I wish we’d hear more on the news about how people who got infected recovered, what helped them and how they got their life back. Or what people can do to boost their immune system.Things that would support the public’s morale and tame the panic that has taken over so many people.Unfortunately, the conversation is stuck on number of cases, how many people died and the shut downs both for individuals and businesses, which only conveys a sense of doom.Oh well, there is nothing new under the sun!
    It is a difficult time for your daughters, they both are at that age when a set back like this feels like they’ve lost their wings. But for now they just need to focus on doing the best they can giving the situation and stay safe. I have a feeling that although it may be heartbreaking, they understand that these decisions were made to protect their safety. Good thing they have a place to go. As for you, I believe you are doing great and with all the hardship involved, you are creating lasting memories for your family in Japan. Spending more time with your grandkids is truly special as they tend to grow up so fast ( ours are now in high school already my goodness!). We’re however expecting a granddaughter at the beginning of April and that is becoming more complicated than I thought with going to the hospital and everything. But we stay vigilant, follow the guidelines and hope for the best.
    Stay safe and keep your cool judgement and calm. Tomorrow is another day!


    1. Spring in Japan is glorious, especially the cherry blossoms, and they will be arriving soon!

      One of the reasons I’m on Twitter right now is that I’m getting LOTS of information/links to track and follow the pandemic, including recovery and tips for staying healthy. A good person to follow is Laurie Garrett – epidemics/pandemics are her speciality. She has been banging the drum on COVID-19 since news of the first cases trickled out of China. (Disclaimer – I am partial to Laurie because we went to high school together. She was sharper than a tack back then and a superb writer from the start., Also the Johns Hopkins daily chart tracks the virus around the world including recoveries. It’s a great source.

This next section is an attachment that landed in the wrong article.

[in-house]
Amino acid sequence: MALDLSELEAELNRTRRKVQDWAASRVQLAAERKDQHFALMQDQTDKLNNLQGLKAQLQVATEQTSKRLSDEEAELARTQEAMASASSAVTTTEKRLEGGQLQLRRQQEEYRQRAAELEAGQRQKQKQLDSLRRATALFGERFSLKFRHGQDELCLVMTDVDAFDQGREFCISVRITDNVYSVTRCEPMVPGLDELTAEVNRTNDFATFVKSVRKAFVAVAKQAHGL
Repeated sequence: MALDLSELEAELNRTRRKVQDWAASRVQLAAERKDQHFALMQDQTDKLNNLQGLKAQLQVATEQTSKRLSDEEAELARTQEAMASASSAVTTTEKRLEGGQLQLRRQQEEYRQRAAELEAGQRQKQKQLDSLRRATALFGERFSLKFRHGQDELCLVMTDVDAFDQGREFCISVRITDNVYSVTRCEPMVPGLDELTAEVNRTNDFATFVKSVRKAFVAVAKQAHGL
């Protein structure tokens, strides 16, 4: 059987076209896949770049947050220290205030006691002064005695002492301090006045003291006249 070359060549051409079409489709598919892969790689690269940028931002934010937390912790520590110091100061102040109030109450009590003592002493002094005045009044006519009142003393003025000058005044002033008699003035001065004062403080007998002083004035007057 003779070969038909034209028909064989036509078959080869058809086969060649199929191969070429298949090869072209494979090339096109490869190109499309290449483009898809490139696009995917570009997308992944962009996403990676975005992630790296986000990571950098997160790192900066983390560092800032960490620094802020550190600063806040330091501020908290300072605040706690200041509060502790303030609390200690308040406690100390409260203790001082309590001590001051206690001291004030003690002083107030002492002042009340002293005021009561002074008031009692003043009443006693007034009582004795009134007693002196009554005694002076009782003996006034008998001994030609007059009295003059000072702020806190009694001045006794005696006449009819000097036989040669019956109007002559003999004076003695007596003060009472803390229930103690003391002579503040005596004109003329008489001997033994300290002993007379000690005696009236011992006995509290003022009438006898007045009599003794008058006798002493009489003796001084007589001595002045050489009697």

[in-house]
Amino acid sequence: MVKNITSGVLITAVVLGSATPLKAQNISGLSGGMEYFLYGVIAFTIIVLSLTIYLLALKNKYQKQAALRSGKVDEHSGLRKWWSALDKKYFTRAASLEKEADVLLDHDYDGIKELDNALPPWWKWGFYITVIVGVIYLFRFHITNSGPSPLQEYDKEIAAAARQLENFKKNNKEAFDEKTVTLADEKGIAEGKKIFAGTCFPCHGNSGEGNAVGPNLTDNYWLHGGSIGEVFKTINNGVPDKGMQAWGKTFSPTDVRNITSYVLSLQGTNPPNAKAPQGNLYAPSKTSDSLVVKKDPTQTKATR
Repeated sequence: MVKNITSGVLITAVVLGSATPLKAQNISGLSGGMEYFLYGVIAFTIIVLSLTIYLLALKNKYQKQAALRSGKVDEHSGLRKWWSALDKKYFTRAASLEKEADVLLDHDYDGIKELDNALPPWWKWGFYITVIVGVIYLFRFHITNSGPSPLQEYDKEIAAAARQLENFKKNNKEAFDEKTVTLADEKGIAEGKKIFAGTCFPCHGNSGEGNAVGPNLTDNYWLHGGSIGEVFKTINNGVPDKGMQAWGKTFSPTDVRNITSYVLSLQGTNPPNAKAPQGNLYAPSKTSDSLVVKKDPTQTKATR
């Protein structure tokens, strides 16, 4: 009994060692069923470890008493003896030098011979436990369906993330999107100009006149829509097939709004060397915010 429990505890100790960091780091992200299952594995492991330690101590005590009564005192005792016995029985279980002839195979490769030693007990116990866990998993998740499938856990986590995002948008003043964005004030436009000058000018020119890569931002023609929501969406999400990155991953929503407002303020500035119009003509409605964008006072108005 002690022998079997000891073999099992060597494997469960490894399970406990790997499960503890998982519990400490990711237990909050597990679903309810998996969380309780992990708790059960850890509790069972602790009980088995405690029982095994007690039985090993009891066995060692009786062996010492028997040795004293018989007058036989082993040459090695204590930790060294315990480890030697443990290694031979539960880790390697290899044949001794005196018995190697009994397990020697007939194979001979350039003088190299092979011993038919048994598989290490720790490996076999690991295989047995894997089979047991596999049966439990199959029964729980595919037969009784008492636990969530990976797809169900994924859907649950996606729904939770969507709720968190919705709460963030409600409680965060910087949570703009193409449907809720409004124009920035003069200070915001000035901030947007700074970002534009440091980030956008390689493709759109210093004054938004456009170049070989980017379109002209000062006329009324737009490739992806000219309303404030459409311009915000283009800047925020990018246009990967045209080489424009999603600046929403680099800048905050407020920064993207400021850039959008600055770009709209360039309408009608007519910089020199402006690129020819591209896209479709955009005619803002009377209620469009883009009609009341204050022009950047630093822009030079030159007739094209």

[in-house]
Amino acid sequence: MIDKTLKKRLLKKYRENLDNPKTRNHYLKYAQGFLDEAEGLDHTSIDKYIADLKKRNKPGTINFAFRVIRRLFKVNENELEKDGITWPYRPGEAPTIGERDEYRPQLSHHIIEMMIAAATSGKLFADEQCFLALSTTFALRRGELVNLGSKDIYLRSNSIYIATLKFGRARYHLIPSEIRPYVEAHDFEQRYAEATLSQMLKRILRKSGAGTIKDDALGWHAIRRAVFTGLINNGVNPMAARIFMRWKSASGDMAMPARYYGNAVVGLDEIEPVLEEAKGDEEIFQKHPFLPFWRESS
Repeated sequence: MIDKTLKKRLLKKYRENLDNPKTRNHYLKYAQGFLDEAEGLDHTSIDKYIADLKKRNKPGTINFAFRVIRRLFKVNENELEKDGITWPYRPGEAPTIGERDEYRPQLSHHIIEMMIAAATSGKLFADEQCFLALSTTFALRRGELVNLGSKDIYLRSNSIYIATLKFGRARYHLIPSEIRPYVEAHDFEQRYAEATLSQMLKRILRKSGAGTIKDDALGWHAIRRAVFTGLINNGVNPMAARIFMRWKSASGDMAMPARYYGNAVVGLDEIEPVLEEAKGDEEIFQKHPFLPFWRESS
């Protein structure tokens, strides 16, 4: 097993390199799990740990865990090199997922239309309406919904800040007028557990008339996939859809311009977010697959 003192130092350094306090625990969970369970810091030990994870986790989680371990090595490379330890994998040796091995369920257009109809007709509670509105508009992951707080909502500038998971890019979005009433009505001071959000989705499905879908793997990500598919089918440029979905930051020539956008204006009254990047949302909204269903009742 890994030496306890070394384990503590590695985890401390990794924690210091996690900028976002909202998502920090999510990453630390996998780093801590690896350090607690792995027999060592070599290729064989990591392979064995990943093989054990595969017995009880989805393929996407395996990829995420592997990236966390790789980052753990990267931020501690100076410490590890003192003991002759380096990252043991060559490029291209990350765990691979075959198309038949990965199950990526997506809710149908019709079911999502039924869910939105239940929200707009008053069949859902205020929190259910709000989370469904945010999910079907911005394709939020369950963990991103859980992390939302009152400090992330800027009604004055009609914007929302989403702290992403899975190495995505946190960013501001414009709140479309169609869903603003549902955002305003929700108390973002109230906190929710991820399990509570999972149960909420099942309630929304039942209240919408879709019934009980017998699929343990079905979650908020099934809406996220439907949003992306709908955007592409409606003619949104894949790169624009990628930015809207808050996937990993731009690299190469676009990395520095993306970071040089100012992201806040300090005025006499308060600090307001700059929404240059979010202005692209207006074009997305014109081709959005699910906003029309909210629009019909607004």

The girls are settling in; WenYu is now at her boyfriend’s (he Iives on 10 acres in the woods, so she’s definitely socially distanced), and YaYu is happy to be in the dorm for the time being. It’s Brett and I who are in turmoil. Our departure from here is currently a disaster thanks to Delta (although fixable), and we have no idea if we’ll be able to make it to our next destination. We’re putting together a Plan B just in case. We’re glad we’re here in the meantime – our help is needed here!


      1. Oh, dealing with airlines…it feels like a Sisyphus battle. Once, after unsuccessfully trying to straighten up things on the phone, I went to the airport on the day of the flight and I said ” I’m here and I don’t care how you’re going to do it, but I need to be at my destination in 2 days. I don’t want to hear any excuses or apologies, I paid my ticket way in advance and you’ll just need to make it happen”. I suppose that my face and my stern voice were quite compelling because that woman’s face turned red but she didn’t say a peep, she just found flights and connections. I had to change 4 planes instead of 3 but I made it home.